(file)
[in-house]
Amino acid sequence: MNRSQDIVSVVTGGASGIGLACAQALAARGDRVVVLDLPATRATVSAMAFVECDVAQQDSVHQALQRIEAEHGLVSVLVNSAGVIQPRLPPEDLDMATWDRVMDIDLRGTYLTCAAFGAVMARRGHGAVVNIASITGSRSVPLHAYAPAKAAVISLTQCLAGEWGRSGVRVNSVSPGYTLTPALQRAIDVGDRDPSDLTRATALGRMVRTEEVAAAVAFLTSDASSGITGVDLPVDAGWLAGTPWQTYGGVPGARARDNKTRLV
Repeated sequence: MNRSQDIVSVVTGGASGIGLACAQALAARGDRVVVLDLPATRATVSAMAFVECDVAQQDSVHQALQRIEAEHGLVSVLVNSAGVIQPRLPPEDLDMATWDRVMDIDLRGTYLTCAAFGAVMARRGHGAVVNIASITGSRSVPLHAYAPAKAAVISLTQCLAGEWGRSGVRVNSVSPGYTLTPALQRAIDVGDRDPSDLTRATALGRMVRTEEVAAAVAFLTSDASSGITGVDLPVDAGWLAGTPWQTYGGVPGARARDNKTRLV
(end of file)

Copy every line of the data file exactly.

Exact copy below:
[in-house]
Amino acid sequence: MNRSQDIVSVVTGGASGIGLACAQALAARGDRVVVLDLPATRATVSAMAFVECDVAQQDSVHQALQRIEAEHGLVSVLVNSAGVIQPRLPPEDLDMATWDRVMDIDLRGTYLTCAAFGAVMARRGHGAVVNIASITGSRSVPLHAYAPAKAAVISLTQCLAGEWGRSGVRVNSVSPGYTLTPALQRAIDVGDRDPSDLTRATALGRMVRTEEVAAAVAFLTSDASSGITGVDLPVDAGWLAGTPWQTYGGVPGARARDNKTRLV
Repeated sequence: MNRSQDIVSVVTGGASGIGLACAQALAARGDRVVVLDLPATRATVSAMAFVECDVAQQDSVHQALQRIEAEHGLVSVLVNSAGVIQPRLPPEDLDMATWDRVMDIDLRGTYLTCAAFGAVMARRGHGAVVNIASITGSRSVPLHAYAPAKAAVISLTQCLAGEWGRSGVRVNSVSPGYTLTPALQRAIDVGDRDPSDLTRATALGRMVRTEEVAAAVAFLTSDASSGITGVDLPVDAGWLAGTPWQTYGGVPGARARDNKTRLV